This story was provided by S.C.O.P.E.
As a graffiti writer, Abraham Hernandez learned to appreciate South LA, where he was born and raised, by tagging buildings late at night—a way to stake his claim in a place that he saw disappearing, and develop his dream of being a visual artist. “It gave a sense of pride, and sense of where I come from, even though I wasn’t sure what was going to happen next,” he says. “But unfortunately there was no future it for me.” Hernandez watched two of his friends die while tagging—one in a gang-related incident, and the other in a dispute with a local storeowner. He started looking for a new life plan, one that included a stable job, safety, and the chance to have a voice within his community, despite four years of unemployment and few job prospects.
“I didn’t really have the skills or maturity to move forward,” Hernandez says. “I couldn’t speak for myself, let alone make big changes.” Last year, he joined RePower LA—a job-training program with LA’s Department of Water and Power that teaches people from low-income communities of color how to install simple upgrades in residential homes and small businesses that would cut back the city’s overall use of coal power, lower customers’ electricity bills over time, and generate viable opportunities for long-term employment for those hit hardest by the economic depression.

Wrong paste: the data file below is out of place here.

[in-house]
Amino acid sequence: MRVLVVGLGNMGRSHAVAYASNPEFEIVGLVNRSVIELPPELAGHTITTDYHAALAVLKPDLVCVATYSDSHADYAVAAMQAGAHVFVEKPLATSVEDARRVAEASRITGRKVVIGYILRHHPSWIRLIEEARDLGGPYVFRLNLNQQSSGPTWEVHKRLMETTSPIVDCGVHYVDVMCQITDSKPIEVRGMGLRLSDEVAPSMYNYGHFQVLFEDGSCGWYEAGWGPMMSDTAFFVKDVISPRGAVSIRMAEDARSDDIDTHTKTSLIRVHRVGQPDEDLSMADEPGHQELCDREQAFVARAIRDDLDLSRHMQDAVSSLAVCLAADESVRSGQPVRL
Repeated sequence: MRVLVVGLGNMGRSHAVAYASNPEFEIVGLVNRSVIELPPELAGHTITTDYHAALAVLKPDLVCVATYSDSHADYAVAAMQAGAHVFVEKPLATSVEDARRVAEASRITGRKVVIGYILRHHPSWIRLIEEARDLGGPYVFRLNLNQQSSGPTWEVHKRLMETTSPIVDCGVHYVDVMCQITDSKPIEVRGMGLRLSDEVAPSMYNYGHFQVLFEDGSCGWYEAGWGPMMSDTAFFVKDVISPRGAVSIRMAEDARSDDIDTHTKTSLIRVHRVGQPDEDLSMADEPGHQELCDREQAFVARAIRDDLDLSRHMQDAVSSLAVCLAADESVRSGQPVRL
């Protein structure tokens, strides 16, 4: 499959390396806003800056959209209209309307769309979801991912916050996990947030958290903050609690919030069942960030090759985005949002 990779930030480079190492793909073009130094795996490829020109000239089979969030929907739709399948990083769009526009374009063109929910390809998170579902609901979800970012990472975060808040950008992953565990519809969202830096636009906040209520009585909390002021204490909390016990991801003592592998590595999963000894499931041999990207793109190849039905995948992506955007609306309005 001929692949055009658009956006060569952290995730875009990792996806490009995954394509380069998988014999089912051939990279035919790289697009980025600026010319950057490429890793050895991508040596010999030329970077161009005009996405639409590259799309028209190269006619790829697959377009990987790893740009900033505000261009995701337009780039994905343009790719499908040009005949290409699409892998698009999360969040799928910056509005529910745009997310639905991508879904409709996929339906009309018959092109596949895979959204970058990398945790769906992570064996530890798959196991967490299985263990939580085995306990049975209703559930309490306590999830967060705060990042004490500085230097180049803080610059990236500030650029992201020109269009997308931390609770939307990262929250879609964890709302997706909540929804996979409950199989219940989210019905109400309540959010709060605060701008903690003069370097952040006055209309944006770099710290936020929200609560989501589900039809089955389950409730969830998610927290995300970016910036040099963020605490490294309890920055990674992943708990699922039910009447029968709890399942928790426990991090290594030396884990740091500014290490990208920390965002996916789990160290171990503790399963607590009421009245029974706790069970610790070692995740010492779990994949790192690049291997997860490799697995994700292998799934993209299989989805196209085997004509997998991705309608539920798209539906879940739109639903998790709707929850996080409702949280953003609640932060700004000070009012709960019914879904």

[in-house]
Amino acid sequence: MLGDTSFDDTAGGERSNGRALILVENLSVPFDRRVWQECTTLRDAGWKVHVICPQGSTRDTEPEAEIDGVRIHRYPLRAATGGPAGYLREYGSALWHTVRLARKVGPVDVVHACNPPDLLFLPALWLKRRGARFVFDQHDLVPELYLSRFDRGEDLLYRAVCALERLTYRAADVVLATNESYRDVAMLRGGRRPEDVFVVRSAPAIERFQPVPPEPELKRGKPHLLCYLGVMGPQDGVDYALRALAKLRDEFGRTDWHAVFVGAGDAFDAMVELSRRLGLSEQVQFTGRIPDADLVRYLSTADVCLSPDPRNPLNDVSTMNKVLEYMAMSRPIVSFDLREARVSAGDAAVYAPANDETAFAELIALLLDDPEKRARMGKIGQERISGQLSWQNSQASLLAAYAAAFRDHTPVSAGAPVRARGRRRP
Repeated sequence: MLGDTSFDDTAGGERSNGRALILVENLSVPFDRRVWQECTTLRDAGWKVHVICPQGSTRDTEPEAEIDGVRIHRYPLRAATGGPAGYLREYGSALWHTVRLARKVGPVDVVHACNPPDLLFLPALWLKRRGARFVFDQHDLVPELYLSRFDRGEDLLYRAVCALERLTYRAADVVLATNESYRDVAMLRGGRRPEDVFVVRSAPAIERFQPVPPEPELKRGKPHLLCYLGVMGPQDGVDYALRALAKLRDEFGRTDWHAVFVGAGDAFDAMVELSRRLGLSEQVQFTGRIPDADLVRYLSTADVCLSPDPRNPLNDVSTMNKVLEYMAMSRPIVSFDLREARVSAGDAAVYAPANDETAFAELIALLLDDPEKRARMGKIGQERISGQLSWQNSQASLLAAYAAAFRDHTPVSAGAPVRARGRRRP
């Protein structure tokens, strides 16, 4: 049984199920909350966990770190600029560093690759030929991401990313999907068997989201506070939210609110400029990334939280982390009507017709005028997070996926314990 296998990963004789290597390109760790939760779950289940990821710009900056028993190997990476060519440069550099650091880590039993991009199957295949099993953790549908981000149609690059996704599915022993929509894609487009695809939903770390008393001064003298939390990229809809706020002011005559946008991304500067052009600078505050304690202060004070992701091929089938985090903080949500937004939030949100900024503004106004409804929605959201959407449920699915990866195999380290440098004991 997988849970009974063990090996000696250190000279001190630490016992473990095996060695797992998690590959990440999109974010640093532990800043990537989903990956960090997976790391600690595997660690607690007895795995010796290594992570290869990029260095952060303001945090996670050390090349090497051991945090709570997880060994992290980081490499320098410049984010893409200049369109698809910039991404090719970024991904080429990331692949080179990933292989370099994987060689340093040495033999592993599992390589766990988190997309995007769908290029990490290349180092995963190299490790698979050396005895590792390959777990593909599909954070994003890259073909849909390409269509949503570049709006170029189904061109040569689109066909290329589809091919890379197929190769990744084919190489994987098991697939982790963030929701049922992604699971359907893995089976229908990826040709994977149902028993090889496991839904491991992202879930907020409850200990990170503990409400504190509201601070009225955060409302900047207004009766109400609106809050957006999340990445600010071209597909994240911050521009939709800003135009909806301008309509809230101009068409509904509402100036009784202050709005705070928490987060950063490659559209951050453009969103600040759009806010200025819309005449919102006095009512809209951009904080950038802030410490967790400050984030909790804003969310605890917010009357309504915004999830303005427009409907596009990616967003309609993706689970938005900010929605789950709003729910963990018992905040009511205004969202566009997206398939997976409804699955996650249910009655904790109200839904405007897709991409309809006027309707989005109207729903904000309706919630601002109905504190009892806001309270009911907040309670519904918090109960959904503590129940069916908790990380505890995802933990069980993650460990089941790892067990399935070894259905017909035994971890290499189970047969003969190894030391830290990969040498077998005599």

Since joining the training program, Hernandez has learned how to rebuild air ducts, add insulation and replace windows. “But more than anything, I enjoy listening and talking to my neighbors about the problems we face,” he says. “This job gives me the chance to do that, and working with SCOPE has taught me that there’s power in those conversations.”
For the past 20 years, SCOPE has been guided by the voices of South LA’s residents knowing that they have the solutions to the economic disparities that plague their communities. Members, such as Hernandez, become empowered to act on that knowledge by learning how to wield the political process, lead the path toward new opportunities, and encourage others to engage in conversation every day. He remembers working in the home of a woman with a son roughly his age. “He had died the year before,” he says. “Something about me reminded her of him, and we started talking about how to create second chances for young people. That’s what this job is about for me. It’s about stability, about working with my neighbors and not for someone else, and feeling like an insider who can make a difference.”